Date of Award
Master of Public Health (MPH)
The built environment has been associated with community health through numerous studies (Wilcox 2003). Past research into built environments effect on community crime has identified increased green spaces as having a protective effect on property and violent crime rates (Kuo 2001). Kuo and others examine how crime rates are either positively or negatively associated with specified built environment features. The goal of this study is to identify which business types and institutions demonstrate an increased risk or protective effect on community crime rates. It is hypothesized that business types and institutions associated with low social capital crime rates will have a positive correlation with crime rates and outdoor recreation centers/facilities have a protective effect on crime. The data collected includes 2016-2017 Rhode Island average crime rates for general crime, assault, sexual assault, robbery and burglary and 19 built environment characteristics within the 39 Rhode Island county police precincts. Partial least squares regression analysis was performed to model the effects of business types on general crime rates, assault rates, robbery rates, burglary rates, and sex crime rates. The analysis identified a greatest increasing effect on burglary rates with pawn shops and strip clubs, while outdoor recreation centers and fire stations demonstrated the greatest protective effects. An increasing effect on robbery rates was associated with worship centers and pawn shops, while outdoor recreation centers again demonstrated the largest protective effect. The largest increasing effect on sex crime rates was libraries and gun dealers. The predictors that were most positively and negatively associated with violent assault were pawn shop rates and pain treatment center rates, respectively. The study found that outdoor recreation facilities was the only predictor to consistently demonstrated significant protective effects against all 4 specific crime rate types observed. Further research investigating latent factors within Rhode Island communities is necessary.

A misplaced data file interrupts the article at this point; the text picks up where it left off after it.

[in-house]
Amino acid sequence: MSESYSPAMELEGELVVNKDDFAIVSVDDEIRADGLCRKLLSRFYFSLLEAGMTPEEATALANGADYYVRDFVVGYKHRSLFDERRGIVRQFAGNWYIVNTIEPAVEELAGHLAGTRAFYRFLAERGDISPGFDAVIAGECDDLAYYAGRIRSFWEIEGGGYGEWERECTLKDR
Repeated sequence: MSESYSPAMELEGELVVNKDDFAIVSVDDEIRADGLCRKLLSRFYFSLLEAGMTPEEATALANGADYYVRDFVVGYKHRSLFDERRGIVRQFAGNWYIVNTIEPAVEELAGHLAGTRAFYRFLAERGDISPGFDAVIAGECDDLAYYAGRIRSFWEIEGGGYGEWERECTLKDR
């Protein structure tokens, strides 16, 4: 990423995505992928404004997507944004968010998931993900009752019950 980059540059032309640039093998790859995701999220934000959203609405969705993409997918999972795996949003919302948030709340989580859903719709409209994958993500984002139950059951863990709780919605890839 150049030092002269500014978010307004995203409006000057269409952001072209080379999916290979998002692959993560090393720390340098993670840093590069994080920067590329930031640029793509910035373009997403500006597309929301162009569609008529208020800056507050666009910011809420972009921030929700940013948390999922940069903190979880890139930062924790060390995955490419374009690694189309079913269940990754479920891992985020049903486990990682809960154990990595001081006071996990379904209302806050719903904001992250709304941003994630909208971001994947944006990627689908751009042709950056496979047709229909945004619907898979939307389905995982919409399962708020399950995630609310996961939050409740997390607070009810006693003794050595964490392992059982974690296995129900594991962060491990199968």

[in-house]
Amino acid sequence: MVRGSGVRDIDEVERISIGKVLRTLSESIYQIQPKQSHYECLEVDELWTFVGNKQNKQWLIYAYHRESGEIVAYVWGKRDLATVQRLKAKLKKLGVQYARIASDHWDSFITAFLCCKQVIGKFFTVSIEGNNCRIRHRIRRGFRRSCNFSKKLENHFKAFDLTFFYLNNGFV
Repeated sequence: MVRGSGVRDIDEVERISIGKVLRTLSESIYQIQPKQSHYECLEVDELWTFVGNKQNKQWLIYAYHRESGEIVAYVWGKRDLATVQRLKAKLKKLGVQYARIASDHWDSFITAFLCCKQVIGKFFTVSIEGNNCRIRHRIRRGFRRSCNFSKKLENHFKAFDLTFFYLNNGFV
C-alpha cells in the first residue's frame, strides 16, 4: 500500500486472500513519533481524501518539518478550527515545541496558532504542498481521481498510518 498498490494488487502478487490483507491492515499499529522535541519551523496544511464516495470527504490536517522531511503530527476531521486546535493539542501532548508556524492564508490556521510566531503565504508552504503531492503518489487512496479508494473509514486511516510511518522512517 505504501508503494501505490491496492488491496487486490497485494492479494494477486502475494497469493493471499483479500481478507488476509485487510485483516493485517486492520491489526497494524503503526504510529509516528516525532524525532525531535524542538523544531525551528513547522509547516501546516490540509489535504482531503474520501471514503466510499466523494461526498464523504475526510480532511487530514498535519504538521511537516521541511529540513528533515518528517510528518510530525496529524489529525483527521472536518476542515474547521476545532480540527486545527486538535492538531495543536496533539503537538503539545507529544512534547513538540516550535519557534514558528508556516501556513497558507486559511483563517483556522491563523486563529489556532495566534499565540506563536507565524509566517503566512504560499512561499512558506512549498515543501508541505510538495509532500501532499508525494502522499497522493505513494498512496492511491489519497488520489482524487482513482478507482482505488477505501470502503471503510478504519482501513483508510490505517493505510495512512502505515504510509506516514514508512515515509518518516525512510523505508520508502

Smith, Herschel, "Community-level Correlates of Crime Rates in Rhode Island." Thesis, Georgia State University, 2019.